Our results showed that expression of the PRC2 gene OsFIE2, a potential imprinting regulator was suppressed in the paternal excess cross, in which endosperm failed to cellularize. This is consistent with the role of H3K27me in rice endosperm development as knocking-down of OsFIE2 by RNAi results in abnormal endosperm development lacking of cellularization (Nallamilli et al. 2013; Li et al. 2014. Conversely, the elevated expression of OsFIE2 and slight down-regulation of OsMET1b were observed in the maternal excess cross, in which endosperm precociously cellularized. Whether these results imply that the rice MET1 and PRC2 genes function as the Arabidopsis counterparts to be involved in regulating postzygotic hybridization barriers needs further investigation. Our results also showed loss of imprinting or expression of imprinted genes in the parental genome unbalanced crosses in rice as in Arabidopsis (Erilova et al. 2009; Jullien and Berger 2010), suggesting that deregulation of imprinting is a common phenomenon across species. It appears that more imprinted genes are affected in the paternal excess cross than in the maternal cross. Whether deregulation of imprinted genes causes endosperm abortion, or vice versa in the interploidy crosses remains to be elucidated. Together, our results provide useful clues for further analysis of the roles of imprinted genes and epigenetic factors in endosperm development.
It has been shown that the seed defects in interploidy crosses (Scott et al. 1998; Sekine et al. 2013) are similar to the seed defects in the interspecific crosses (Josefsson et al. 2006; Ishikawa et al. 2011). Increasing the ploidy level of one parent in an interspecific cross was able to improve the viability of hybrid seeds (Johnston et al. 1980; Josefsson et al. 2006), suggesting that there are common mechanisms underlying endosperm abortion in response to both interploidy and interspecific crosses (Haig and Westoby 1991; Schatlowski and Köhler 2012). Imprinting and epigenetic mechanisms regulating imprinting are the promising mechanisms controlling both interspecific and interploidy postzygotic hybridization barrier (Haig and Westoby 1991; Erilova et al. 2009; Kradolfer et al. 2013a; Schatlowski et al. 2014). We reason that low conservation of imprinted genes across species (Luo et al. 2011; Waters et al. 2011; Wolff et al. 2011) contributes to reproductive isolation between related species.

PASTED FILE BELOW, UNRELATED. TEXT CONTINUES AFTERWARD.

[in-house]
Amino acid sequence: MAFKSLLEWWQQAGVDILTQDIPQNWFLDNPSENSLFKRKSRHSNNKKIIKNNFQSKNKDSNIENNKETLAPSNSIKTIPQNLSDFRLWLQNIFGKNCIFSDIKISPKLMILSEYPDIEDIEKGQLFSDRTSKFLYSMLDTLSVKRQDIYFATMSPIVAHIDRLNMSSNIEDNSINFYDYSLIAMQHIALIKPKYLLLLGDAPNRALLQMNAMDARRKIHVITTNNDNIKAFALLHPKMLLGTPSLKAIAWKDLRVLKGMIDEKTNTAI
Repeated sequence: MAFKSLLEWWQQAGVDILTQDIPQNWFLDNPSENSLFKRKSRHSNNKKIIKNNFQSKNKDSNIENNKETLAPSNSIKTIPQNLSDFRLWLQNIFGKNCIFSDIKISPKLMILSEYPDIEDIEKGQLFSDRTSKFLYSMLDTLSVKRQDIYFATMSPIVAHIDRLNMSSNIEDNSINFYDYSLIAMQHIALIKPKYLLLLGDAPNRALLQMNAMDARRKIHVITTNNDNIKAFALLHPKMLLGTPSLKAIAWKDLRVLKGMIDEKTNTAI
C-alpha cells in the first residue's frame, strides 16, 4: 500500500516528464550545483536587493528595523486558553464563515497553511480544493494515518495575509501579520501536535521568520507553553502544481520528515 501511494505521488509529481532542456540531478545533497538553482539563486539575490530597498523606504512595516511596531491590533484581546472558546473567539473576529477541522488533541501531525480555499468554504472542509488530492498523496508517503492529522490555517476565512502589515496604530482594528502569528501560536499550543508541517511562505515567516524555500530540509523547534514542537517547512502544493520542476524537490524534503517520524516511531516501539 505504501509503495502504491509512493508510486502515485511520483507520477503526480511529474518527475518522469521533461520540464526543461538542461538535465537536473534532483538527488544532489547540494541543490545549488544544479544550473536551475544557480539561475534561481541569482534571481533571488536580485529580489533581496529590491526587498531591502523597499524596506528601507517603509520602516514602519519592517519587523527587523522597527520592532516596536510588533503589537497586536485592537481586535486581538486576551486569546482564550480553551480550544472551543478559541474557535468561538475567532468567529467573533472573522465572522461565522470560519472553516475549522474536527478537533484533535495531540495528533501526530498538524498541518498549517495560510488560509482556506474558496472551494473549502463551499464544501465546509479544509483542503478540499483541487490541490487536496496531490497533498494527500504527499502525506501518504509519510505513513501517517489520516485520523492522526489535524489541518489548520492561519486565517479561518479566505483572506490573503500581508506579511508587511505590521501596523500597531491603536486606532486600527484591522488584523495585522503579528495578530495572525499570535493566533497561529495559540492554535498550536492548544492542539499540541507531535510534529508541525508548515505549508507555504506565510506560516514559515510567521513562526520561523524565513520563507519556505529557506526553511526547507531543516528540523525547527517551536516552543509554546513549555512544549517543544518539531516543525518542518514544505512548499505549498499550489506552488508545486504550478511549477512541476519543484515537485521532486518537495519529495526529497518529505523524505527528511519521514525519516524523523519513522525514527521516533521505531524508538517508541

Our analysis of the differential parental genome dosage effects on the endosperm development in the reciprocal interploidy crosses suggests distinct roles of parental genomes in seed development, with maternal genome functions to promote the endosperm cellularization and paternal genome functions to delay or inhibit cellularization potentially. Starch deposition in endosperm and cellularization regulated by the balance of parental genomes serves as a feedback signal for pericarp starch relocation. Our results support the idea that endosperm cellularization is a critical developmental transition for embryo differentiation and patterning. It is likely that endosperm acts as a sensor in response to post-zygotic incompatibility in interploidy cross via a common mechanism in different species.
Rice Materials and Growth Conditions
Diploid Indica rice Haitan (H2n), a local cultivar was treated with Colchicine following Beachell and Jones (1945) to generate a tetraploid line designated as Tetra-Haitan (TH4n). Japonica rice Nipponbare (Nip2n) was used as a crossing parent. Diploid and tetraploid lines were reciprocally crossed with each other to obtain seeds with different balances of parental genomes.
Tillers were separated from rice plants. After removing the old roots, the tillers were washed and immersed in clean water to allow the generation of new roots. Roots of 2-3 cm were used for chromosome counting following the methods of Waninge (1965) and Martínez-Gómez et al. (2005).
Embryos were rescued following the procedure described by Jena and Khush (1984a, b). Embryos of different stages in interploidy or intraploidy crosses were placed on 1/4 MS medium in the dark until root and shoot growth were initiated, and then incubated under light for ~12 days until leaves formed. Rescued seedlings were transferred to full MS liquid medium to promote root growth and then transplanted to soil.
Pollinated ovaries for serial sectioning were fixed in glutaraldehyde and embedded in Spurr’s resin as described previously (Koltunow et al. 1998). Ovaries were also fixed in FAA and cleared using methyl salicylate in order to examine a greater number of samples, as per Koltunow et al. (2011). All plant material was harvested around 4 pm to avoid the potential fluctuation of starch accumulation during the day. Sections and whole mount ovules were examined using a Zeiss Axioplan microscope and digital images were collected using a Spot II camera. For each stage, at least 8 seeds for each of the four crosses were examined either by clearing and observation under DIC Microscopy, or by sectioning.
RT-PCR and qRT-PCR and Sequencing